If you are lucky, you may encounter several while riding the Alps 2 Ocean Cycle Trail.
Staunch, fierce, rare and beautiful, kakī exemplify the qualities of true New Zealanders. Once common and widespread throughout most of Aotearoa, these long-legged charmers are now only found in the braided river habitats of the MacKenzie Basin. Kakī found itself on the brink of extinction by the 1980s, with only 23 birds left in the wild – anumber that has slowly increased to about 150 today.
Vote for the Kakī to be the New Zealand Bird of the Century here.
|Credit: Liz Brown||Credit: Liz Brown|
Kakī facts :
- World’s rarest wading bird
- Around 150 adults left in the wild
- In the 80s numbers got down to 23
- Only found in New Zealand in Te Manahuna / the Mackenzie Basin (and sometimes Upper Waitaki)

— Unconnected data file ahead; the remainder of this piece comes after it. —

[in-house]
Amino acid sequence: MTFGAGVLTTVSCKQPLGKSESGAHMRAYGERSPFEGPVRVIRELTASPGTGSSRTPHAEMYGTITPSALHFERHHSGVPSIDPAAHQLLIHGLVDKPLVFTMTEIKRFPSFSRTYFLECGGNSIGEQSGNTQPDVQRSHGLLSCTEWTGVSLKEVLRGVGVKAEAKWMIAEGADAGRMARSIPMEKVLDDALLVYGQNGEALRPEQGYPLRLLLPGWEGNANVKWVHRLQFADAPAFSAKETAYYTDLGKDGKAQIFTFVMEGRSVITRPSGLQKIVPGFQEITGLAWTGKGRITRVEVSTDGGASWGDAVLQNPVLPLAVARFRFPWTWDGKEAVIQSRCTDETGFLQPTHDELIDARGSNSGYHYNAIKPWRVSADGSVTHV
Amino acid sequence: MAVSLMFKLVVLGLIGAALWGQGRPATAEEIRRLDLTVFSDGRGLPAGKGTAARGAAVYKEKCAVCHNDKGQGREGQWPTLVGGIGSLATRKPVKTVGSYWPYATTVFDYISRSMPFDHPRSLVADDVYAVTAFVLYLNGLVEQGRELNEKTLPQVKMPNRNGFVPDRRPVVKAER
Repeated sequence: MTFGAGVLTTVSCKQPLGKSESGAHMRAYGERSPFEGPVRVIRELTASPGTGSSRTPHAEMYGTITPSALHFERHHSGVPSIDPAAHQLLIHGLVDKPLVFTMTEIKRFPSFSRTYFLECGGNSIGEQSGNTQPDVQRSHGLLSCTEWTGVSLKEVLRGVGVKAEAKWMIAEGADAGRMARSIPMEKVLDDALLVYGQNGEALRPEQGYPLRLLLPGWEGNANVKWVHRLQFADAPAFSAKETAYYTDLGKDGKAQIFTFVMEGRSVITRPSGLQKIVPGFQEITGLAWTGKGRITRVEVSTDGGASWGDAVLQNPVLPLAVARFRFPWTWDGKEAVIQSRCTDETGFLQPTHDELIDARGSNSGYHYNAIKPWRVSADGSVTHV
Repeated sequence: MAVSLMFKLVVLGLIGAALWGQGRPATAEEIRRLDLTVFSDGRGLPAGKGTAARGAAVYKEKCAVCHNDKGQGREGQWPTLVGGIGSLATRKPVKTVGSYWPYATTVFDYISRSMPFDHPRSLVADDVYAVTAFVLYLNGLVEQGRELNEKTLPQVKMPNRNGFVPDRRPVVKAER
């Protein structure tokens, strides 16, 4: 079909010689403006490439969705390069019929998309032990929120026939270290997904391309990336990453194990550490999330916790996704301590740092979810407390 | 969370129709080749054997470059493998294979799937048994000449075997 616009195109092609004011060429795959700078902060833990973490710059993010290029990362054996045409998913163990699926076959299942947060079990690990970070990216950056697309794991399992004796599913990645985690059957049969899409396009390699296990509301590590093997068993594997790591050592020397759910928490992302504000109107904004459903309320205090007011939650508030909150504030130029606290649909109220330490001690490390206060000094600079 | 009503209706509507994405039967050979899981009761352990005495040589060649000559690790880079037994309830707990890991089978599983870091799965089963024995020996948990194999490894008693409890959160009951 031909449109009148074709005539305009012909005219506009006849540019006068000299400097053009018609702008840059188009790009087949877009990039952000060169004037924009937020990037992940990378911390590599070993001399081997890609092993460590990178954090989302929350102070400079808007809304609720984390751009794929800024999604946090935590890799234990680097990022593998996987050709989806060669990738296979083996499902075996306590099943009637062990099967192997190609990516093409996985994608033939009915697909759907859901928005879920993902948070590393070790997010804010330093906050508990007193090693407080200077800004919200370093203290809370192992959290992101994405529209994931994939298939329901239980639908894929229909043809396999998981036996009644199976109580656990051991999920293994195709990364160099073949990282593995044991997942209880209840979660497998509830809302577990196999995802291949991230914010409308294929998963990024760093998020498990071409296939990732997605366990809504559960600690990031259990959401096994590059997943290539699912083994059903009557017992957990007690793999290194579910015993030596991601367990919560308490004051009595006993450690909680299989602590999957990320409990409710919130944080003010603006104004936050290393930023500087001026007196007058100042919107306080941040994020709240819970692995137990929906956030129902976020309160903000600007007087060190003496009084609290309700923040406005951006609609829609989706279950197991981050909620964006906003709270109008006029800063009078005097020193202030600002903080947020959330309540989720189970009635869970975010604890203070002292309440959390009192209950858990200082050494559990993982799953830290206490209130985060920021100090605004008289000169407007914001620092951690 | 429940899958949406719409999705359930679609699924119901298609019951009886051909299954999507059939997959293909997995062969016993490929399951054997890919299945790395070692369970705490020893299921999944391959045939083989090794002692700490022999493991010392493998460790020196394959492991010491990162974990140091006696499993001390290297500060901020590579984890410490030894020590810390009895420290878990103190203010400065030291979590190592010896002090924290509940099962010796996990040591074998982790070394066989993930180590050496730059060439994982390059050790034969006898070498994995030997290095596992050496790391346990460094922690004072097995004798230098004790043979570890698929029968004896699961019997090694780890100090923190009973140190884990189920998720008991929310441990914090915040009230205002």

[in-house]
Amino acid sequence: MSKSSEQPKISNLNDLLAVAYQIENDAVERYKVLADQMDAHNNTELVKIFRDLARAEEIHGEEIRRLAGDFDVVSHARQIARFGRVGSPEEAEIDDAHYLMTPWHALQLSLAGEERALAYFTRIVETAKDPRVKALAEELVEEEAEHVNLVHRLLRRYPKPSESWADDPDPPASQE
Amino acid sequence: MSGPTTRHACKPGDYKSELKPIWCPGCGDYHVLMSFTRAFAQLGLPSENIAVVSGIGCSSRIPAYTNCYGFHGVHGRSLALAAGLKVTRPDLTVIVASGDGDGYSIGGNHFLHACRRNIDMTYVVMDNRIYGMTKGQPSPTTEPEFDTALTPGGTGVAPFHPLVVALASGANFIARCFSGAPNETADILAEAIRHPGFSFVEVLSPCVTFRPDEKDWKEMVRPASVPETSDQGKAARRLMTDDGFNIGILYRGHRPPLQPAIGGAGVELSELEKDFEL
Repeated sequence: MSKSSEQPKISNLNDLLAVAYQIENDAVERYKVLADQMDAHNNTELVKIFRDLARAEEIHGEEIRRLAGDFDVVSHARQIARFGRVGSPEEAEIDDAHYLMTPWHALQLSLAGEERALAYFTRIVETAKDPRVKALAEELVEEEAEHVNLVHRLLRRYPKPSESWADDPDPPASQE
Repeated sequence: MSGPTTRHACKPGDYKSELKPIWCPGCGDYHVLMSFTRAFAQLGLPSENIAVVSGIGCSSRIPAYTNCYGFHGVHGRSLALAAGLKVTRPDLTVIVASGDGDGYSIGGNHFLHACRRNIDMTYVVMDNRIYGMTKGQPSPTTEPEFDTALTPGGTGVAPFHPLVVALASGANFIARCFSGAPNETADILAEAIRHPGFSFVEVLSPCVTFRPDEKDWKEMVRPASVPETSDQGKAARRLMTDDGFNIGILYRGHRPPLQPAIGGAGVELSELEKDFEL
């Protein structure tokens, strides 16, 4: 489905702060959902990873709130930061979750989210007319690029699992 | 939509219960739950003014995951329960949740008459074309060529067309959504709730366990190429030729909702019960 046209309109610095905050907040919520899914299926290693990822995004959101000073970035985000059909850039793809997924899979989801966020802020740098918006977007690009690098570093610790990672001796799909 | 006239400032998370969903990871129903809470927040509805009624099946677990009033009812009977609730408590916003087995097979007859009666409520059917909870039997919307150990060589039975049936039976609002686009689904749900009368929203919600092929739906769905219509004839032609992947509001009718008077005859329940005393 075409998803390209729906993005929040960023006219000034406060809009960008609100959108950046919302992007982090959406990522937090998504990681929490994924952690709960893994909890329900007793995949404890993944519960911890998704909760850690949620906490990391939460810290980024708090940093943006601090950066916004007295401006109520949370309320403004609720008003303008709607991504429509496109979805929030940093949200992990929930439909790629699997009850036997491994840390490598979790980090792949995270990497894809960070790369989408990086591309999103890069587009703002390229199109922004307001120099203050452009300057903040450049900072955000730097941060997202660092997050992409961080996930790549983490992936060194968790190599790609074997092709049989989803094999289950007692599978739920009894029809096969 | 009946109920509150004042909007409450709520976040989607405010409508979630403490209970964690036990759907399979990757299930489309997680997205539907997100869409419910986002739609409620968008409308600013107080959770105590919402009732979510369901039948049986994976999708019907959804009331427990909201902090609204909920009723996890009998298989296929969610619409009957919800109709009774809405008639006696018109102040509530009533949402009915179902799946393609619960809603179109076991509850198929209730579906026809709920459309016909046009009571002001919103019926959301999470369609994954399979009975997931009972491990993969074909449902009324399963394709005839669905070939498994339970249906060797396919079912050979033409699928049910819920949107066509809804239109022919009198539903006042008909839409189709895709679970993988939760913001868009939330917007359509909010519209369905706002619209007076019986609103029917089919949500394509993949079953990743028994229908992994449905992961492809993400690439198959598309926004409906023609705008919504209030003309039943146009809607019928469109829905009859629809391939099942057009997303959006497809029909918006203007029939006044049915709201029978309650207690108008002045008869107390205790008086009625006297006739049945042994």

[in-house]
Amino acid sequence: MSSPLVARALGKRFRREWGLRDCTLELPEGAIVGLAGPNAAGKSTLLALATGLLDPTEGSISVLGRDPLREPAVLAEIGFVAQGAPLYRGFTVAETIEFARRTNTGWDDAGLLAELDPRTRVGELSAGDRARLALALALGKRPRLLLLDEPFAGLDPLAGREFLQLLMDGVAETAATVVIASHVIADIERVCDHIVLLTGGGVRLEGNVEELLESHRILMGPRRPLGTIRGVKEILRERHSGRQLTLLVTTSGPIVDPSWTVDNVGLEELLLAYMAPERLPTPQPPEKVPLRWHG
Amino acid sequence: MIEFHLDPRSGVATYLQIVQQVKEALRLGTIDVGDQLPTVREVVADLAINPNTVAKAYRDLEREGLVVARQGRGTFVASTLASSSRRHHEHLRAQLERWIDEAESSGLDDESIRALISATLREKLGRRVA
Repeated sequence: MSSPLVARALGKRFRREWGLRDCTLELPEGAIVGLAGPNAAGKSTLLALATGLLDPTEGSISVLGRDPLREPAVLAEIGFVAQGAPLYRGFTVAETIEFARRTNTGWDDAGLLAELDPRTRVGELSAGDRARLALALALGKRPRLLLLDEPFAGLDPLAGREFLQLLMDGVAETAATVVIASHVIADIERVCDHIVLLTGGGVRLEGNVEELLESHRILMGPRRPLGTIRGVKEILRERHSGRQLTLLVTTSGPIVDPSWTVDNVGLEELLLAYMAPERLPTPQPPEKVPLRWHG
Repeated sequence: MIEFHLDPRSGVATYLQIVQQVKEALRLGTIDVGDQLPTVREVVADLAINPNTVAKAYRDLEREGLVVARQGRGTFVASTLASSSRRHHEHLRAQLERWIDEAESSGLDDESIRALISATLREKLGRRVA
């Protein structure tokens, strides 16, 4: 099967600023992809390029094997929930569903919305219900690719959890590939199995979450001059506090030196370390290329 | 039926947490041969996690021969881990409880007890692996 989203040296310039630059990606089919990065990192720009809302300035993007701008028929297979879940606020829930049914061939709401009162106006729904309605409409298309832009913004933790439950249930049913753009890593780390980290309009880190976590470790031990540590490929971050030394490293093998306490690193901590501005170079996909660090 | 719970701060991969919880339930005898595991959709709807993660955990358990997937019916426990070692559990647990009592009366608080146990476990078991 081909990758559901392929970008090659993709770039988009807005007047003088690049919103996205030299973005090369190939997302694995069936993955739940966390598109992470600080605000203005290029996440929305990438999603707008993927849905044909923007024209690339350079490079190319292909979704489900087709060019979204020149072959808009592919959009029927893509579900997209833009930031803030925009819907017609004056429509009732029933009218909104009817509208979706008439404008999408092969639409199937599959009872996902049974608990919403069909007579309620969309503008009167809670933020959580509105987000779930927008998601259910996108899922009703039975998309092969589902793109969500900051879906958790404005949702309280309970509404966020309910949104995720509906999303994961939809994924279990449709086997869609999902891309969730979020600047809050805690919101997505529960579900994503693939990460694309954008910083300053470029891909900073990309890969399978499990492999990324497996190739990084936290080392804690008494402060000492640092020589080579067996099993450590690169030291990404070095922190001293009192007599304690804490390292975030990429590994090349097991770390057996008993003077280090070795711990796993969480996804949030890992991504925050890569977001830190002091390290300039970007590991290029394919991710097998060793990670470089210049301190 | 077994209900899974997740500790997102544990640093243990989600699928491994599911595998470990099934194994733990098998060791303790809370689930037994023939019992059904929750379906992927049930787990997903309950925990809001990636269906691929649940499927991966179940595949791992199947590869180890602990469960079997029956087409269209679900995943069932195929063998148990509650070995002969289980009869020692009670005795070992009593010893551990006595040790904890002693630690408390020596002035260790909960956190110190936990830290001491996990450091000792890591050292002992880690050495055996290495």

- A homebody – sticks around Te Manahuna all year
- Hangs out in braided rivers, nears streams, ponds and swamps
- Tough – can withstand -20 to +40 degree temperatures
- Smart - young birds are mottled coloured for camouflage, they go black at about 18 months
- Good looking - they have long, red legs, a slender body and needle-like bill
- That bill helps it get to small fish, mollusks and insects
- Loyal – they mate for life
- They nest close to the water in nests made of twigs, grass and aquatic plants
- Most females lay 1-4 eggs in October
- Eggs look cool – green or olive brown covered with dark brown spots (again for camouflage)
- Fair - both parents incubate the eggs for 25 days
- DOC’s Kakī Recovery Programme has brought them from the brink of extinction
- Te Manahuna Aoraki Project helps protect them by trapping the braided rivers
- Quick learners - chicks can hunt and swim almost immediately after birth
- In danger – they are very vulnerable to introduced predators like stoats, feral cats, hedgehogs, ferrets and airborn predators like harriers and black-backed gulls.
- Connected – Hollywood stars like Leonardo di Caprio have tweeted and posted about kakī